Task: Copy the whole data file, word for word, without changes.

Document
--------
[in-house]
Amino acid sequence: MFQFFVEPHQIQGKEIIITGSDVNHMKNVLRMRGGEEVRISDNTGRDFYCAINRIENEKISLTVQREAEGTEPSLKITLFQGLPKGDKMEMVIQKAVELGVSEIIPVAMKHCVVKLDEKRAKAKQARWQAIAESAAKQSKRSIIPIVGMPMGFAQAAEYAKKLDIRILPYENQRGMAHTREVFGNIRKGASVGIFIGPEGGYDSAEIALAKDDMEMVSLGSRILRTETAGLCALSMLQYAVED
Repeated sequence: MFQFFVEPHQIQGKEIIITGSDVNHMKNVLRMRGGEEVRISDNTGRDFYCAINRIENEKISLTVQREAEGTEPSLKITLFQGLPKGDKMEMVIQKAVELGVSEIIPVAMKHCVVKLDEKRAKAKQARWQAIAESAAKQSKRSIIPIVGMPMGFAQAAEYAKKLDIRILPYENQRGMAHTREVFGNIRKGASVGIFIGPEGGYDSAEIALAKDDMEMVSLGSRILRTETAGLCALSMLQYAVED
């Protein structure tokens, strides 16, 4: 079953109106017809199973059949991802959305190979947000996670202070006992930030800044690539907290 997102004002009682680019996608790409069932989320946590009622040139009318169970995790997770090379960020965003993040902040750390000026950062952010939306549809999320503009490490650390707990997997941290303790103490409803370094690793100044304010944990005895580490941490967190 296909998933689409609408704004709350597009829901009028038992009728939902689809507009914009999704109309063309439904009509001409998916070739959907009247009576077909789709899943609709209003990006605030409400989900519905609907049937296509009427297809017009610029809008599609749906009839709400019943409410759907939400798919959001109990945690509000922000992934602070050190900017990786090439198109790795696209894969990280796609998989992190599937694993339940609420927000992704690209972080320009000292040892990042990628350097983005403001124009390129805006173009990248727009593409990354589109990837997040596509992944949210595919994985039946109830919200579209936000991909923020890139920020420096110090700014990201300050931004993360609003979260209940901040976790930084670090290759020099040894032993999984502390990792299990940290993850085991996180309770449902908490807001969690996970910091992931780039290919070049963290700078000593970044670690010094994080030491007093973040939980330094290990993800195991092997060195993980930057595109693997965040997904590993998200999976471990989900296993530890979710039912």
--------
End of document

[in-house]
Amino acid sequence: MFQFFVEPHQIQGKEIIITGSDVNHMKNVLRMRGGEEVRISDNTGRDFYCAINRIENEKISLTVQREAEGTEPSLKITLFQGLPKGDKMEMVIQKAVELGVSEIIPVAMKHCVVKLDEKRAKAKQARWQAIAESAAKQSKRSIIPIVGMPMGFAQAAEYAKKLDIRILPYENQRGMAHTREVFGNIRKGASVGIFIGPEGGYDSAEIALAKDDMEMVSLGSRILRTETAGLCALSMLQYAVED
Repeated sequence: MFQFFVEPHQIQGKEIIITGSDVNHMKNVLRMRGGEEVRISDNTGRDFYCAINRIENEKISLTVQREAEGTEPSLKITLFQGLPKGDKMEMVIQKAVELGVSEIIPVAMKHCVVKLDEKRAKAKQARWQAIAESAAKQSKRSIIPIVGMPMGFAQAAEYAKKLDIRILPYENQRGMAHTREVFGNIRKGASVGIFIGPEGGYDSAEIALAKDDMEMVSLGSRILRTETAGLCALSMLQYAVED
């Protein structure tokens, strides 16, 4: 079953109106017809199973059949991802959305190979947000996670202070006992930030800044690539907290 997102004002009682680019996608790409069932989320946590009622040139009318169970995790997770090379960020965003993040902040750390000026950062952010939306549809999320503009490490650390707990997997941290303790103490409803370094690793100044304010944990005895580490941490967190 296909998933689409609408704004709350597009829901009028038992009728939902689809507009914009999704109309063309439904009509001409998916070739959907009247009576077909789709899943609709209003990006605030409400989900519905609907049937296509009427297809017009610029809008599609749906009839709400019943409410759907939400798919959001109990945690509000922000992934602070050190900017990786090439198109790795696209894969990280796609998989992190599937694993339940609420927000992704690209972080320009000292040892990042990628350097983005403001124009390129805006173009990248727009593409990354589109990837997040596509992944949210595919994985039946109830919200579209936000991909923020890139920020420096110090700014990201300050931004993360609003979260209940901040976790930084670090290759020099040894032993999984502390990792299990940290993850085991996180309770449902908490807001969690996970910091992931780039290919070049963290700078000593970044670690010094994080030491007093973040939980330094290990993800195991092997060195993980930057595109693997965040997904590993998200999976471990989900296993530890979710039912």